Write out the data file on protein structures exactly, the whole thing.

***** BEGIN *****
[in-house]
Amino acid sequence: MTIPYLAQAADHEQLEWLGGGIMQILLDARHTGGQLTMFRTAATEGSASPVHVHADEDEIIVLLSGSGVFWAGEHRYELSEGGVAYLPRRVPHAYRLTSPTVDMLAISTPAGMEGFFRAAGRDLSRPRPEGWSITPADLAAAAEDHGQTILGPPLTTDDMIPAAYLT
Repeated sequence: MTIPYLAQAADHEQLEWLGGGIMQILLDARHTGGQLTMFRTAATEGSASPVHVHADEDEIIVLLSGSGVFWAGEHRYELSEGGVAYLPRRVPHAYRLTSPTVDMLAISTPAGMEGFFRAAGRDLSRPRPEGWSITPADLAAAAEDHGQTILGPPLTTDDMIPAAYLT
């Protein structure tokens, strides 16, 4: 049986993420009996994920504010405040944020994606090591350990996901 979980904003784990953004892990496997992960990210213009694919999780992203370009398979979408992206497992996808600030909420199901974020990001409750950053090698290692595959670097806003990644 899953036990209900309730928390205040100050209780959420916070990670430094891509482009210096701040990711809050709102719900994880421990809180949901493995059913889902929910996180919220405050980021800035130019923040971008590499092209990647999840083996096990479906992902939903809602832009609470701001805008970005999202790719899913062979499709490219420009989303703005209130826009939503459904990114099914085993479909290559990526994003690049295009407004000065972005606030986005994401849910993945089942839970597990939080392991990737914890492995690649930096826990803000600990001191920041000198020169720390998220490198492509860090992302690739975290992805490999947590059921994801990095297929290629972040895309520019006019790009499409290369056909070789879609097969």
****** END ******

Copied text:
[in-house]
Amino acid sequence: MTIPYLAQAADHEQLEWLGGGIMQILLDARHTGGQLTMFRTAATEGSASPVHVHADEDEIIVLLSGSGVFWAGEHRYELSEGGVAYLPRRVPHAYRLTSPTVDMLAISTPAGMEGFFRAAGRDLSRPRPEGWSITPADLAAAAEDHGQTILGPPLTTDDMIPAAYLT
Repeated sequence: MTIPYLAQAADHEQLEWLGGGIMQILLDARHTGGQLTMFRTAATEGSASPVHVHADEDEIIVLLSGSGVFWAGEHRYELSEGGVAYLPRRVPHAYRLTSPTVDMLAISTPAGMEGFFRAAGRDLSRPRPEGWSITPADLAAAAEDHGQTILGPPLTTDDMIPAAYLT
């Protein structure tokens, strides 16, 4: 049986993420009996994920504010405040944020994606090591350990996901 979980904003784990953004892990496997992960990210213009694919999780992203370009398979979408992206497992996808600030909420199901974020990001409750950053090698290692595959670097806003990644 899953036990209900309730928390205040100050209780959420916070990670430094891509482009210096701040990711809050709102719900994880421990809180949901493995059913889902929910996180919220405050980021800035130019923040971008590499092209990647999840083996096990479906992902939903809602832009609470701001805008970005999202790719899913062979499709490219420009989303703005209130826009939503459904990114099914085993479909290559990526994003690049295009407004000065972005606030986005994401849910993945089942839970597990939080392991990737914890492995690649930096826990803000600990001191920041000198020169720390998220490198492509860090992302690739975290992805490999947590059921994801990095297929290629972040895309520019006019790009499409290369056909070789879609097969």